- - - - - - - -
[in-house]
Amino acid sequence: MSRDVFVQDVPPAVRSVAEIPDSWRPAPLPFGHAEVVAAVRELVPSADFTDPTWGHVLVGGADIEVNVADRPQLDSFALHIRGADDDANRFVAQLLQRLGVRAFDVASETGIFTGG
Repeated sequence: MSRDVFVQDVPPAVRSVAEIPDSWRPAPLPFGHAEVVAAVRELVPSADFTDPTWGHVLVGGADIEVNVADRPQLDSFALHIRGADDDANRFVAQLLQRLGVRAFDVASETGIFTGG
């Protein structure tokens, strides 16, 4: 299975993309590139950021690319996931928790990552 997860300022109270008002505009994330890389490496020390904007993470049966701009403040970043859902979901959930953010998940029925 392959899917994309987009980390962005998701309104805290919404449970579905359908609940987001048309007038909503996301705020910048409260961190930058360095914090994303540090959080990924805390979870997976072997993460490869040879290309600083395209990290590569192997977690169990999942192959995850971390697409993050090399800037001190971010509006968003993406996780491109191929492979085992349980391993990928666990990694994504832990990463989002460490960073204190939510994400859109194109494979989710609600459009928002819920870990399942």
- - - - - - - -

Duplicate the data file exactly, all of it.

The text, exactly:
[in-house]
Amino acid sequence: MSRDVFVQDVPPAVRSVAEIPDSWRPAPLPFGHAEVVAAVRELVPSADFTDPTWGHVLVGGADIEVNVADRPQLDSFALHIRGADDDANRFVAQLLQRLGVRAFDVASETGIFTGG
Repeated sequence: MSRDVFVQDVPPAVRSVAEIPDSWRPAPLPFGHAEVVAAVRELVPSADFTDPTWGHVLVGGADIEVNVADRPQLDSFALHIRGADDDANRFVAQLLQRLGVRAFDVASETGIFTGG
């Protein structure tokens, strides 16, 4: 299975993309590139950021690319996931928790990552 997860300022109270008002505009994330890389490496020390904007993470049966701009403040970043859902979901959930953010998940029925 392959899917994309987009980390962005998701309104805290919404449970579905359908609940987001048309007038909503996301705020910048409260961190930058360095914090994303540090959080990924805390979870997976072997993460490869040879290309600083395209990290590569192997977690169990999942192959995850971390697409993050090399800037001190971010509006968003993406996780491109191929492979085992349980391993990928666990990694994504832990990463989002460490960073204190939510994400859109194109494979989710609600459009928002819920870990399942």